Mt Kenya coffee farmers are set to receive a windfall driven by improved quality and increased direct sales overseas.
A number of societies and factories in Nyeri County have attributed the impressive rates being announced to the fact that over 80 per cent of coffee produce fetched premium grades.
Many of the cooperatives said good grades, increased direct sales, higher production as well as reduced operational cost have favoured farmers.
Gachatha factory chairman Peter Mathenge said over 1,500 farmers' produce translated into 90 per cent in AA, AB, BB and C grades which are mainly considered for exports.
"For the two years running now, we have managed to pay our farmers over Sh100 per kilo owing to improved quality and new access to the market through direct sales," said Mathenge.
This year, Mathenge said the factory has announced the highest payment rate in Nyeri at Sh120 compared to last year's Sh106 earnings totalling Sh90 million from 719,000 kilograms.
Last year, he said production stood at 327,000 kilogrammes which earned the factory about Sh50 million.
The acquisition of more efficient pulping machines helped improve the quality of parchment since they have a little tear on beans besides saving on water and electricity charges.
"Farmers are now producing high-quality beans as the machine does not nib or break beans during pulping, guaranteeing good quality that will fetch a premium price in the market," said the chairman.
He further attributed the favourable rates to increased direct sales overseas which he noted accounted for over 90 per cent. Only 10 per cent of the group coffee was sold through the auction.
The same was replicated in the Kiandu factory where over 1,200 farmers secured 85 per cent premium grades, with only 10 per cent of coffee being sold through the auction. Eighty per cent was sold through direct sales.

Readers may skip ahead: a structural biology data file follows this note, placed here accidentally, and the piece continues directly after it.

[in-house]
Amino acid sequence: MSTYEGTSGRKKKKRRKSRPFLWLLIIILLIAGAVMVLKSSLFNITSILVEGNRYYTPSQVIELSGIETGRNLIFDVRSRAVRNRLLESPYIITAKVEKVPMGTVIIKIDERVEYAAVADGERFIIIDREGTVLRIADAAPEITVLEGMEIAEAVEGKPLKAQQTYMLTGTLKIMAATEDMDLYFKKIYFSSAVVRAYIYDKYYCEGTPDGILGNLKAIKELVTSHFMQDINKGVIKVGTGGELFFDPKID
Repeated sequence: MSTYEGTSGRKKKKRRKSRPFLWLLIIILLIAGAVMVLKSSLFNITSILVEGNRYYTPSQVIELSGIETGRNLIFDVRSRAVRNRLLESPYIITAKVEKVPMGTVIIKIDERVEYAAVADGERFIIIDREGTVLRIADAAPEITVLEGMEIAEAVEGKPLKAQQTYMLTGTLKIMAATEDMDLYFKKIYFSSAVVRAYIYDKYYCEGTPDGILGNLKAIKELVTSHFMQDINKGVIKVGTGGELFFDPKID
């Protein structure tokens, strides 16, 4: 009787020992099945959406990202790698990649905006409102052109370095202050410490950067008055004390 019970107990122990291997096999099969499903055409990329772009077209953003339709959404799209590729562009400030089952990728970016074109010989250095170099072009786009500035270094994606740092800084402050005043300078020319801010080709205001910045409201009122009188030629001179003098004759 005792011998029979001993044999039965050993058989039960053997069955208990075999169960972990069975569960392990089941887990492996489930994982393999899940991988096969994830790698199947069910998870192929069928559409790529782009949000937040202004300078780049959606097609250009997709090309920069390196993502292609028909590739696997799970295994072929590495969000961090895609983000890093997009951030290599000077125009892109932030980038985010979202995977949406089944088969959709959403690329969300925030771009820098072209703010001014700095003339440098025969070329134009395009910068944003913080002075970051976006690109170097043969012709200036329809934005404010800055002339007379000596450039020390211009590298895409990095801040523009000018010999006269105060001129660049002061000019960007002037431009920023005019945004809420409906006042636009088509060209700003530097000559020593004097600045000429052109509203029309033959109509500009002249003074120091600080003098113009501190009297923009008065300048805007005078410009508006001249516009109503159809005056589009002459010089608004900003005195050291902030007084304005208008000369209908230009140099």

Factory chairman Kariuki Mundia pointed out that production also went up due to favourable weather conditions that saw the factory produce 609,669 kilos for the 2020/2021 season against 329,671 kilos in the last season.
Earnings from the produce, he noted, had also gone up from Sh30 million in the same period to Sh66 million.
"Production of coffee has also gone up tremendously as more and more farmers and young people are getting attracted to coffee farming," Mundia explained.
A number of other societies have announced rates of over Sh100. They include Thiriku which paid Sh110 up from Sh100 last season.
Factory chairman Karoki Waiganjo said production also shot up from 170,000 kg in 2020/21 to 305,000 earning a total of Sh39 million down from Sh20 million.
He said the factory produce was being sold directly to Trabocca BV from the Netherlands under a five-year agreement with a Sh100 per kilo minimum guarantee.
"Increased volumes and grades have worked in our favour hence impressive returns for farmers," Waiganjo observed.
Baricho farmers in Mathira chairman John Gitinga said the society paid an average of Sh105 to 7,000 members, earning almost half a billion shilling.
Kamau Kuria, the managing director of Coffee Management Service (CMS), said the global demand for the produce now stands at 172 million bags against production of 158 million bags.
"Coffee production in the world has a shortfall of 14 million bags as demand in the global market is on the rise," Kuria told The Standard.
This, Kuria noted, has led to an increase in prices for the second most traded commodity in the world.
Kuria noted that the international market is facing a severe shortage of quality Arabica coffee following drought and frostbite in Brazil, the main supplier.
"As a country, we expect good returns for farmers since our main competitor Brazil experienced drought and frost, so Kenyan farmers will reap from a bumper harvest and good quality coffee production," said Kuria.
He, however, said local production was still low at 28,000 metric tonnes, below the capacity of 128 tonnes.
"As a coffee marketing firm, we need to improve production which currently stands at 2-20kg per bush to improve on our tonnage," said Kuria.